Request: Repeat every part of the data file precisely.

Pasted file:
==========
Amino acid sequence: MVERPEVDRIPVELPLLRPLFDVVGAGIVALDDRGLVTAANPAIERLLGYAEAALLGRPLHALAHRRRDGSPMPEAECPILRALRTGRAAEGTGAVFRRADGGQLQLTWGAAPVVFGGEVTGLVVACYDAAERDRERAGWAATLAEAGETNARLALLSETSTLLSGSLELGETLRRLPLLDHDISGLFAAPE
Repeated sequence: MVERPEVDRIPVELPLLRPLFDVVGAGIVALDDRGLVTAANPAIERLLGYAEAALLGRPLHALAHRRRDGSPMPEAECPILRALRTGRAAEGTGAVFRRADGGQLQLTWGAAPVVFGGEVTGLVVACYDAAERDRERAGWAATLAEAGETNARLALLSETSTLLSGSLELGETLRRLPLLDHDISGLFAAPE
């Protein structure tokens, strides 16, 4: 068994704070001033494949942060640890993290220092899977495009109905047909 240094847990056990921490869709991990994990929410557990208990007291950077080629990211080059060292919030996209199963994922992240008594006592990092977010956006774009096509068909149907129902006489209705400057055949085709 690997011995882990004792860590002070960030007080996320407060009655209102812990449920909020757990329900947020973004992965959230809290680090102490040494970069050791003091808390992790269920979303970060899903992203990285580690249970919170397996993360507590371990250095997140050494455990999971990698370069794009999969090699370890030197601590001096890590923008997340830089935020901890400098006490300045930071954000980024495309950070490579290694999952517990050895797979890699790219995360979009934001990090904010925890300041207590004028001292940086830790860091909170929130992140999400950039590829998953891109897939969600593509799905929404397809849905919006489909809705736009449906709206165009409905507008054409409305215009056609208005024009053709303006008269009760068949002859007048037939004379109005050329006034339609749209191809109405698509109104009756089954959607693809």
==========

Amino acid sequence: MVERPEVDRIPVELPLLRPLFDVVGAGIVALDDRGLVTAANPAIERLLGYAEAALLGRPLHALAHRRRDGSPMPEAECPILRALRTGRAAEGTGAVFRRADGGQLQLTWGAAPVVFGGEVTGLVVACYDAAERDRERAGWAATLAEAGETNARLALLSETSTLLSGSLELGETLRRLPLLDHDISGLFAAPE
Repeated sequence: MVERPEVDRIPVELPLLRPLFDVVGAGIVALDDRGLVTAANPAIERLLGYAEAALLGRPLHALAHRRRDGSPMPEAECPILRALRTGRAAEGTGAVFRRADGGQLQLTWGAAPVVFGGEVTGLVVACYDAAERDRERAGWAATLAEAGETNARLALLSETSTLLSGSLELGETLRRLPLLDHDISGLFAAPE
């Protein structure tokens, strides 16, 4: 068994704070001033494949942060640890993290220092899977495009109905047909 240094847990056990921490869709991990994990929410557990208990007291950077080629990211080059060292919030996209199963994922992240008594006592990092977010956006774009096509068909149907129902006489209705400057055949085709 690997011995882990004792860590002070960030007080996320407060009655209102812990449920909020757990329900947020973004992965959230809290680090102490040494970069050791003091808390992790269920979303970060899903992203990285580690249970919170397996993360507590371990250095997140050494455990999971990698370069794009999969090699370890030197601590001096890590923008997340830089935020901890400098006490300045930071954000980024495309950070490579290694999952517990050895797979890699790219995360979009934001990090904010925890300041207590004028001292940086830790860091909170929130992140999400950039590829998953891109897939969600593509799905929404397809849905919006489909809705736009449906709206165009409905507008054409409305215009056609208005024009053709303006008269009760068949002859007048037939004379109005050329006034339609749209191809109405698509109104009756089954959607693809």